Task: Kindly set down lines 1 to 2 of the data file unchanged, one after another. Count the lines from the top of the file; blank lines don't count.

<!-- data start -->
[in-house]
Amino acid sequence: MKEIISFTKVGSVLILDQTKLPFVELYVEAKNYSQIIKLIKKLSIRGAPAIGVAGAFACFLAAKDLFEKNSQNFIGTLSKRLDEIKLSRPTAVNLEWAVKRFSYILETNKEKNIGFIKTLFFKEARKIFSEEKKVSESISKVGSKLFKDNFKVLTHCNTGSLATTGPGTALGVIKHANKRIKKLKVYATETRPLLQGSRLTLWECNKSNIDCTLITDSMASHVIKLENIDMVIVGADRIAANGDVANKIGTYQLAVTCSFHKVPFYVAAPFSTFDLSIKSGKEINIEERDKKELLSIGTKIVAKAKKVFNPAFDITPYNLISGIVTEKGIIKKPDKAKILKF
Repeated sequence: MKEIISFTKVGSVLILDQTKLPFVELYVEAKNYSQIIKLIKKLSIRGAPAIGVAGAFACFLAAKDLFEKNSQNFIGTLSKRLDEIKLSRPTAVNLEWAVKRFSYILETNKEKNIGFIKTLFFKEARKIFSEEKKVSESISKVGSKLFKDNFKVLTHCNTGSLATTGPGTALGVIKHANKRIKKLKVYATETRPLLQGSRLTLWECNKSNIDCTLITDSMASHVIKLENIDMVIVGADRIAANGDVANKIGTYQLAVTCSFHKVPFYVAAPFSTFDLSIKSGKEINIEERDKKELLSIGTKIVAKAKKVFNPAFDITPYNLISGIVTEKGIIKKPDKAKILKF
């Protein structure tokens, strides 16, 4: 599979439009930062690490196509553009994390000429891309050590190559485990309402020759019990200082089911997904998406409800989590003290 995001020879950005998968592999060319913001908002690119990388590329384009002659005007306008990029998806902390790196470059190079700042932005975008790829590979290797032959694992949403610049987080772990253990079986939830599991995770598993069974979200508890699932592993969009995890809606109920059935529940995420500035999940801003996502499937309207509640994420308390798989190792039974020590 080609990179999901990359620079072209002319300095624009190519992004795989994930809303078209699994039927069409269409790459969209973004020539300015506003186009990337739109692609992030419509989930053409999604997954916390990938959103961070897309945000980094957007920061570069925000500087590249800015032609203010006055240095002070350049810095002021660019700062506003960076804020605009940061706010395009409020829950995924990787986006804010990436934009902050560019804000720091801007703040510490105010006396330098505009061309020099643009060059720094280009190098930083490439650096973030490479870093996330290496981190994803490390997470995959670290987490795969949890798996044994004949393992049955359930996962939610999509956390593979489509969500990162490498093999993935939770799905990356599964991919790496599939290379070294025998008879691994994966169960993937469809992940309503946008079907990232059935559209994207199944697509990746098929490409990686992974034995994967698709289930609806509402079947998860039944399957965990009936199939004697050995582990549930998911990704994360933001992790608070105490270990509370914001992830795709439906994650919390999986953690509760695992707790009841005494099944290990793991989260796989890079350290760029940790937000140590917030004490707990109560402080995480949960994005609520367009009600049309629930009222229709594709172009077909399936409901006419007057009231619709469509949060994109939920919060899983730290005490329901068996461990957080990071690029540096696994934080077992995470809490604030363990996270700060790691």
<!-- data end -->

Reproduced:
[in-house]
Amino acid sequence: MKEIISFTKVGSVLILDQTKLPFVELYVEAKNYSQIIKLIKKLSIRGAPAIGVAGAFACFLAAKDLFEKNSQNFIGTLSKRLDEIKLSRPTAVNLEWAVKRFSYILETNKEKNIGFIKTLFFKEARKIFSEEKKVSESISKVGSKLFKDNFKVLTHCNTGSLATTGPGTALGVIKHANKRIKKLKVYATETRPLLQGSRLTLWECNKSNIDCTLITDSMASHVIKLENIDMVIVGADRIAANGDVANKIGTYQLAVTCSFHKVPFYVAAPFSTFDLSIKSGKEINIEERDKKELLSIGTKIVAKAKKVFNPAFDITPYNLISGIVTEKGIIKKPDKAKILKF